Deaths from opioid overdoses have quadrupled since 1999. The National Institute on Drug Abuse estimates that over 64,000 Americans died from a drug overdose in 2016 alone, and almost half (46%) of the American population has a family member or close friend with a current or past drug addiction according to Pew Research Center. Drug addiction is a difficult and multifaceted issue that requires a similar solution. While it seems that there will be no substantive federal action in the foreseeable future, Connecticut College students, New London residents and non-profit organizations are working to bring some relief to those recovering from addiction locally.
The effort comes following a disturbingly frequent pattern of overdose deaths in sober homes—private residences advertised to be safe, structured, and drug-free environments which individuals recovering from drug addiction can utilize to transition back to normal life. Because neither the Federal nor the State Government of Connecticut regulate these sober houses, landlords often take advantage of the fact that they can rent out properties to more people and make a larger profit without being held accountable to provide promised services. Due to provisions included in the Americans with Disabilities Act (ADA) and Fair Housing Act (FHA)—which prevent housing discrimination—governments are prohibited from mandating, restricting or otherwise controlling where disabled individuals can live. Activists in the New London community that include the non-profit Community Speaks Out (CSO), Professor of English Blanche Boyd, and the Roosevelt Institute chapter at Connecticut College are working to create a voluntary registration program that would legally bar health care providers from recommending any non-certified sober homes.
Not too long ago, the National Alliance for Recovery Residences (NARR) used to provide trainings and certification programs for sober houses, but since the organization lost state funding, CSO has taken over the task. Boyd is currently in the process of certifying two sober houses she owns, one in New London and one in New Haven. She decided to remodel the homes after a friend, who owns a sober house for men, suggested Boyd convert her properties into safe spaces for the desperately underserved population of recovering women.
“Did you know that jail is often the first safe place women live?” Boyd asked incredulously, in the midst of explaining the transition vulnerable women face as they attempt to recreate a drug-free life. All people need a safe and structured environment to live after getting clean in order to prevent relapse, and that is why the sober houses that Boyd runs have strict rules meant to “mirror real life.” Unregulated sober houses leave susceptible men and women at the mercy of landlords, who can have a big impact on tenants’ recovery.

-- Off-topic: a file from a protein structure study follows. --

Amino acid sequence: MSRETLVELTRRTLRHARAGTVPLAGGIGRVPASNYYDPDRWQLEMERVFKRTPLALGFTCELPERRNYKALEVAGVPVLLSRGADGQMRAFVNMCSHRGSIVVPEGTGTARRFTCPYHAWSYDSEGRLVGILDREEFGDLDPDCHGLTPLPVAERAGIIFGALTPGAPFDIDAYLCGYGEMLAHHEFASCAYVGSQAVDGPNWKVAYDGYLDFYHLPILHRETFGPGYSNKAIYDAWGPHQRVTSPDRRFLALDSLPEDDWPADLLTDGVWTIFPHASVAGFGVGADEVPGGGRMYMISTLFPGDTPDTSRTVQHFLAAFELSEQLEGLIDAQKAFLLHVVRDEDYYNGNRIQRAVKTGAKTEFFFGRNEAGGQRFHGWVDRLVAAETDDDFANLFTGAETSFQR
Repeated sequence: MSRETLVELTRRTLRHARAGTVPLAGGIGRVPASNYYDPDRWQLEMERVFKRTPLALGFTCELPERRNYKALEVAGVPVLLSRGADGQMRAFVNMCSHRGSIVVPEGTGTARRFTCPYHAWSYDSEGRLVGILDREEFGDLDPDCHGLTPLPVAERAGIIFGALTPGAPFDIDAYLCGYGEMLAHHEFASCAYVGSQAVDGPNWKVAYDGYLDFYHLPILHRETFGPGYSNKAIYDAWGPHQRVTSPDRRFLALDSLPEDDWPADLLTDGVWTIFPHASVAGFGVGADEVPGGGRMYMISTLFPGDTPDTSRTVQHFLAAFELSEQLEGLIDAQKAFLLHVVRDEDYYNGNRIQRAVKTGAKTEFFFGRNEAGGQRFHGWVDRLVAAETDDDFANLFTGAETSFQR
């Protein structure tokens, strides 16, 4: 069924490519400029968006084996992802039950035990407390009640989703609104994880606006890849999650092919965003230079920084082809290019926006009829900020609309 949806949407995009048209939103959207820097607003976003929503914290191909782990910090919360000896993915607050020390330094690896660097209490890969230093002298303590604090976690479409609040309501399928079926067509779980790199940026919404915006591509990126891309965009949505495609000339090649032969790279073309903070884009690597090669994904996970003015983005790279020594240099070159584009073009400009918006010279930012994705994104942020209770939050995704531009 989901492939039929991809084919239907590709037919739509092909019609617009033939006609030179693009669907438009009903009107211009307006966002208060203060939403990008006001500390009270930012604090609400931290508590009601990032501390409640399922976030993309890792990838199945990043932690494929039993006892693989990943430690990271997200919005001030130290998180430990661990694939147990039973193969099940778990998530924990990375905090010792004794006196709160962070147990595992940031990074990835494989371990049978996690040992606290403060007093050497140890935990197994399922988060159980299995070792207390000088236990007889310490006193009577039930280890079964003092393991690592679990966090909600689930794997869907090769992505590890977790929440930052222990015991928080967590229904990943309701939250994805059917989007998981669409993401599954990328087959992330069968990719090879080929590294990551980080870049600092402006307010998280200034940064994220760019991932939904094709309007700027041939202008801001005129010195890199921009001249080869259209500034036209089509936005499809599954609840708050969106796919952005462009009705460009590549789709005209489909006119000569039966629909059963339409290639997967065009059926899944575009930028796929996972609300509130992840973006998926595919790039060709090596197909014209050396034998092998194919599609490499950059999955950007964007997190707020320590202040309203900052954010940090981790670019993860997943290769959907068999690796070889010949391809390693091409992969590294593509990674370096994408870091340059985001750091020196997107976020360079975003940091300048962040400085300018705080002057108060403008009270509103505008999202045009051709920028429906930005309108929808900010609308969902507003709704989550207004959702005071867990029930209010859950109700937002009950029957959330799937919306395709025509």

This semester, two students in the Roosevelt Institute club on campus got involved by writing a policy proposal that suggested the creation of a state-funded certification program and prevent health professionals from recommending residences not on that list. Roosevelt Institute is a nonprofit which encourages students across the country to design and submit policy proposals in order to “reimagine the rules that guide our social and economic realities.” The club on campus submits policy proposals every November for the national “10 Ideas” publication, which features 10 member proposals from each of the seven issue areas.
The issue of the opioid epidemic came to the attention of Allie Kyff ’18, assistant chair for Roosevelt and the lead on the proposal, after watching the documentary Heroin(e). The Netflix original covers the struggles of three women in West Virginia to battle the devastating opioid epidemic there. “It [really] struck a chord in me” said the senior, who cited the documentary as what sparked her interest in researching the issue further. Both Kyff and Sarah Rakin ’18, Roosevelt’s chair, collaborated on the proposal entitled “Responsible Recovery: Creating a Certification Incentive for Connecticut Sober Homes” which explores the logistics and plan of implementing a program in New London to regulate which sober homes are referred.
Despite how far stigma surrounding the discussion of opioid addiction has come, society still has a long way to go. There are still those who advocate a tough love and a “just say no” approach that has long proven to fail to solve the problem. Having the strength to ask for help is difficult, so we, the community need to make it just that much easier by not vilifying those who need the most support. Boyd put it plainly: “What did I think was so bad about needing help?”